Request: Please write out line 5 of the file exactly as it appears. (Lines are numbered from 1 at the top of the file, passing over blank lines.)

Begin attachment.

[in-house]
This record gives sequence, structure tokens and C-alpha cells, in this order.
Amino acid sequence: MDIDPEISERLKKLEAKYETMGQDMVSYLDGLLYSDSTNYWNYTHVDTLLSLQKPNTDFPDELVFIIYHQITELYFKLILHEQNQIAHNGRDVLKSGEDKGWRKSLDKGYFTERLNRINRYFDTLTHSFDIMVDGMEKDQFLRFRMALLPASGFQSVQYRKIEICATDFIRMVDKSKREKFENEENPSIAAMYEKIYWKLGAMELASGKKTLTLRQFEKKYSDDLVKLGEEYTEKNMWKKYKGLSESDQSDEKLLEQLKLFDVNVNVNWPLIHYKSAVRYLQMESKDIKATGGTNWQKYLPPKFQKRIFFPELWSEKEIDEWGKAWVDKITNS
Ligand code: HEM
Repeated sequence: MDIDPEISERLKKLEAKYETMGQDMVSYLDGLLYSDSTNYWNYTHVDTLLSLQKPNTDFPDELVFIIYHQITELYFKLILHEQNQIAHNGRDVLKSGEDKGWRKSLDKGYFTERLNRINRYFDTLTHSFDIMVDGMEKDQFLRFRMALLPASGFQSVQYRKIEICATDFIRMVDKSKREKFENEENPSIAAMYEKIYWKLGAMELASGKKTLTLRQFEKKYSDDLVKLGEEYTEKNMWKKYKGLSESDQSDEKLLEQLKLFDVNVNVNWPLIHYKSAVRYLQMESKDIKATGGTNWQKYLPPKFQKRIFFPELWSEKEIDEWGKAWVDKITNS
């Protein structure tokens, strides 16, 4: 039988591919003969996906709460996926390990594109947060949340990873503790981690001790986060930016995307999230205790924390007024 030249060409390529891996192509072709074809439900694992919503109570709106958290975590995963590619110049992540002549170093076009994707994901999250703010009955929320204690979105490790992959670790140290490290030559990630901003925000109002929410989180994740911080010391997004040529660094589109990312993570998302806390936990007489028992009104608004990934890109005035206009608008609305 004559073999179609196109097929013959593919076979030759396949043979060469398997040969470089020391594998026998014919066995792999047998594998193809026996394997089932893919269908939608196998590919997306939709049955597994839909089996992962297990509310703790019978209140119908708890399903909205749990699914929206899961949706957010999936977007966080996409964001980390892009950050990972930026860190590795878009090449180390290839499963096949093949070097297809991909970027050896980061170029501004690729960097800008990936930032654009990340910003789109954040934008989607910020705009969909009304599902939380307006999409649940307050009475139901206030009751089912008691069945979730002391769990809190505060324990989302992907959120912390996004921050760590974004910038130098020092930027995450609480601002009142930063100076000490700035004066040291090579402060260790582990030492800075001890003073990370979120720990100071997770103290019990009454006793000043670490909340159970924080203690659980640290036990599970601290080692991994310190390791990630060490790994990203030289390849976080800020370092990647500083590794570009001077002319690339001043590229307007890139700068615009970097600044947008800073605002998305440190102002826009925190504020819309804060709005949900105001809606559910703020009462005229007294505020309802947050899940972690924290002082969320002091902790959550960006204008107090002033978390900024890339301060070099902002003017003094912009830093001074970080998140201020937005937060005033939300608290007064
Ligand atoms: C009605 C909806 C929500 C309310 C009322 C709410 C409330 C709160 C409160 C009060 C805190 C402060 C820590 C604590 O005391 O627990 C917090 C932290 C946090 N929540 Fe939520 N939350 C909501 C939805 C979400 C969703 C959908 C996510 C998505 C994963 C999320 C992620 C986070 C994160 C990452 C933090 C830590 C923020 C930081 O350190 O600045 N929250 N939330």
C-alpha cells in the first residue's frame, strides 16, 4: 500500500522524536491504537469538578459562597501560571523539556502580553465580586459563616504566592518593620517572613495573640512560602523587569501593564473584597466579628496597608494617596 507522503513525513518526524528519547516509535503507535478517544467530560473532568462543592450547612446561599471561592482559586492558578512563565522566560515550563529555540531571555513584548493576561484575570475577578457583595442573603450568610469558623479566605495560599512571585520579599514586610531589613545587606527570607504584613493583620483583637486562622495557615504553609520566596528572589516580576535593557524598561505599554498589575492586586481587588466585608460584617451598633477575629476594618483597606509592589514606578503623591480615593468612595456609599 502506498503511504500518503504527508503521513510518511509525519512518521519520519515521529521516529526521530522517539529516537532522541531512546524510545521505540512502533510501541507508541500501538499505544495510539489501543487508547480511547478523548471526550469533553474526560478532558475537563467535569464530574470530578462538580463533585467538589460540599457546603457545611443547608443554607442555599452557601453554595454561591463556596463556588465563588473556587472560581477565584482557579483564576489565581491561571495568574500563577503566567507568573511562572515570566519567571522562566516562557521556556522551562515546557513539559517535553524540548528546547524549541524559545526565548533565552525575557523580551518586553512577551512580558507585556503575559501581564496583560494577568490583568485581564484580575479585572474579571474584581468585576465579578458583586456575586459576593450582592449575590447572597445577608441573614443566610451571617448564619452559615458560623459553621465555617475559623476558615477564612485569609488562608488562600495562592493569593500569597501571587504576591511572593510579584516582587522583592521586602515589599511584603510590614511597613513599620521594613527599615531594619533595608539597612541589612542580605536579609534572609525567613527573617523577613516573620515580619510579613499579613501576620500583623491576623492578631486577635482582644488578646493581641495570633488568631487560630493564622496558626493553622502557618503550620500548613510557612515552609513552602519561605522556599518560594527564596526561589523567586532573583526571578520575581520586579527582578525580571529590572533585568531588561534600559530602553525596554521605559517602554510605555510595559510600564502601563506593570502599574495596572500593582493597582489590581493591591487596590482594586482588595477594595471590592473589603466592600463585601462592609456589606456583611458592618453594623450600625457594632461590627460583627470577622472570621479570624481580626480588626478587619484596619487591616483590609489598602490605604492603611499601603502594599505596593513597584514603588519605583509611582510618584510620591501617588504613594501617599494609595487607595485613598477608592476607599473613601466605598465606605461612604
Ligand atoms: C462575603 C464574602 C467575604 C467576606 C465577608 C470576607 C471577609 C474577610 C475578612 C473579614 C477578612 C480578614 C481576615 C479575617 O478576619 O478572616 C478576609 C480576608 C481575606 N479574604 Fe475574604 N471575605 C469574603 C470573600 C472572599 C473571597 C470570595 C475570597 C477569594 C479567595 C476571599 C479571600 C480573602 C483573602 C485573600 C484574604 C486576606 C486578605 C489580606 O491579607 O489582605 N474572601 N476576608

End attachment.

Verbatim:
Repeated sequence: MDIDPEISERLKKLEAKYETMGQDMVSYLDGLLYSDSTNYWNYTHVDTLLSLQKPNTDFPDELVFIIYHQITELYFKLILHEQNQIAHNGRDVLKSGEDKGWRKSLDKGYFTERLNRINRYFDTLTHSFDIMVDGMEKDQFLRFRMALLPASGFQSVQYRKIEICATDFIRMVDKSKREKFENEENPSIAAMYEKIYWKLGAMELASGKKTLTLRQFEKKYSDDLVKLGEEYTEKNMWKKYKGLSESDQSDEKLLEQLKLFDVNVNVNWPLIHYKSAVRYLQMESKDIKATGGTNWQKYLPPKFQKRIFFPELWSEKEIDEWGKAWVDKITNS